That dreadful, agonizing pain at the back of the mouth!
Almost everybody gets them at some point of their lives and wise old parents attribute it to the wisdom teeth.
What really is the wisdom teeth and why do they sprout so late in our lives?
More importantly, why are they associated with pain, nerve damage and misalignment?
Here’s the low down on it.
The Evolutionary relic
The Wisdom teeth were once considered to be extremely important for our ancestors who had a diet that comprised of rough food. Chewing on plants, raw or semi cooked meat, nuts, reeds and sticks needed a strong set of rear teeth that allowed these to be torn and broken to smaller pieces.
However, as we evolved, so did our dietary habits and the food we ate got softer and more palatable. Gradually, we started relying lesser and lesser on the wisdom teeth.
But these relics continued to sprout as they do today. There are two sets of wisdom teeth, one each on the upper and lower jaws. And in most cases, they can push the other set of teeth vying for space and cause misalignment for all the teeth in the mouth.
In worst cases, they get inflamed and infected and cause root damage.
How to know that you have wisdom teeth coming in
The symptoms are pretty ominous as long as the teeth erupt normally. Here are some of them.
- There will be redness, mild to severe pain and some amount of swelling around the site where the teeth erupt.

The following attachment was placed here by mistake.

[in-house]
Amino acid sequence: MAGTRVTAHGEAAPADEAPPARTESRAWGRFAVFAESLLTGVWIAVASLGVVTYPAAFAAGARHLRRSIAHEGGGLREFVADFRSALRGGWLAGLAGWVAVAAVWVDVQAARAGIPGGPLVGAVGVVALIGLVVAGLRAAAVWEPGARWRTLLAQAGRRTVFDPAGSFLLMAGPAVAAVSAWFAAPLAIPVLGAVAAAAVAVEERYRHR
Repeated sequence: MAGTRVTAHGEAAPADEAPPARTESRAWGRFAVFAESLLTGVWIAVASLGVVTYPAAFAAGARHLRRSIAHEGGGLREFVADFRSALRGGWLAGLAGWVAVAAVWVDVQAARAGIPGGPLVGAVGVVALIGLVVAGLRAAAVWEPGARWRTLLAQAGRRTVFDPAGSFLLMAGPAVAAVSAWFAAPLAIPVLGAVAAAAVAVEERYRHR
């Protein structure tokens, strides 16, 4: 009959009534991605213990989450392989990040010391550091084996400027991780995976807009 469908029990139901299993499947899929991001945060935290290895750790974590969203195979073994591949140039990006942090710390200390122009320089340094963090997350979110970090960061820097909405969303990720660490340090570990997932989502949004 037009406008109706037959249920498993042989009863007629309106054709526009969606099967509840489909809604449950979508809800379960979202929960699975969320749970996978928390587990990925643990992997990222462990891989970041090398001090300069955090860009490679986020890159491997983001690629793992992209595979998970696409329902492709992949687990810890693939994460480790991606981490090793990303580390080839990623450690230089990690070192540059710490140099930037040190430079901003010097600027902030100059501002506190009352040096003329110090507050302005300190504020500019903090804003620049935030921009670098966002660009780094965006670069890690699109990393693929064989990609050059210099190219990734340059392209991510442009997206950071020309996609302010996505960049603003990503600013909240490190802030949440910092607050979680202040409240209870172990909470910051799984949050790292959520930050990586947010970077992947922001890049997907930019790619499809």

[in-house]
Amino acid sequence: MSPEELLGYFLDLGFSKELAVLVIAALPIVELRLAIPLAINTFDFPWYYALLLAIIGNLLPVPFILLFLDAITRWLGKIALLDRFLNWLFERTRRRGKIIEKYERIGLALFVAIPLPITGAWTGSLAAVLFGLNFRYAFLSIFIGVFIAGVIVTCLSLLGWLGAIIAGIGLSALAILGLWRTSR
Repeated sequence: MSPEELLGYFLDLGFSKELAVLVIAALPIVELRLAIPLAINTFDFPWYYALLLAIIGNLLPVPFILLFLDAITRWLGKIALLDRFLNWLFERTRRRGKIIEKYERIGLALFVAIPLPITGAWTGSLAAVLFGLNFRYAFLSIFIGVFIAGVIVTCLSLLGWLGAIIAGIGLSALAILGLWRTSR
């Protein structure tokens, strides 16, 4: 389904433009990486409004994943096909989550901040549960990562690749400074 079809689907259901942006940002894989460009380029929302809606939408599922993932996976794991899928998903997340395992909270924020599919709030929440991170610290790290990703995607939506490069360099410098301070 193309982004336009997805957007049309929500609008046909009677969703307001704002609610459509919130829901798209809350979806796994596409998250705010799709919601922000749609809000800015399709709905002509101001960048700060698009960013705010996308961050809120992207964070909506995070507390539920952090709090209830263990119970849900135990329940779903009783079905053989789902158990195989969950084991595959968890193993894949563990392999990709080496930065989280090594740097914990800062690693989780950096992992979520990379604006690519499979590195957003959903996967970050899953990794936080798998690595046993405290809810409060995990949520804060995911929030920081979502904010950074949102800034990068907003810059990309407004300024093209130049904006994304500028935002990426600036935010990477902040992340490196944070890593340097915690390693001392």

- If the teeth are growing sideways and pressing on the other teeth or some nerves, the pain will aggravate until the teeth and the roots continue to grow
- In extreme cases, the teeth may get impacted. When this happens, the other teeth or the jaw bone stops the teeth from erupting normally. So, they get trapped within the gums while their roots continue to grow. This can lead to severe complications like forming cysts, severe infection and in rare cases, tumor.
- Wisdom teeth infections are extremely common and you must seek immediate treatment from your dentist
How can it be treated?
Most dentists recommend that removing the wisdom teeth is the easiest way to treat an infection, especially because the teeth are technically functionless in our body. The removal procedure is nothing lesser than a small surgery and may require local and/or general anesthesia. The site may be swollen for up to 48 hours after the surgery and you may be put on painkillers to help ease the pain.
Dentists recommend a lot of rest post the surgery and while resting, keeping your head in an elevated position, like a pillow will help to ease the swelling.
Until the wound heals fully, you will be restricted from eating solid foods and will have to make do with soft foods like soups and juices.
Despite sounding like a very difficult procedure to endure, the fact is that wisdom tooth removal is one of the commonest procedures that dentists recommend and you should resume your normal life in a couple of days.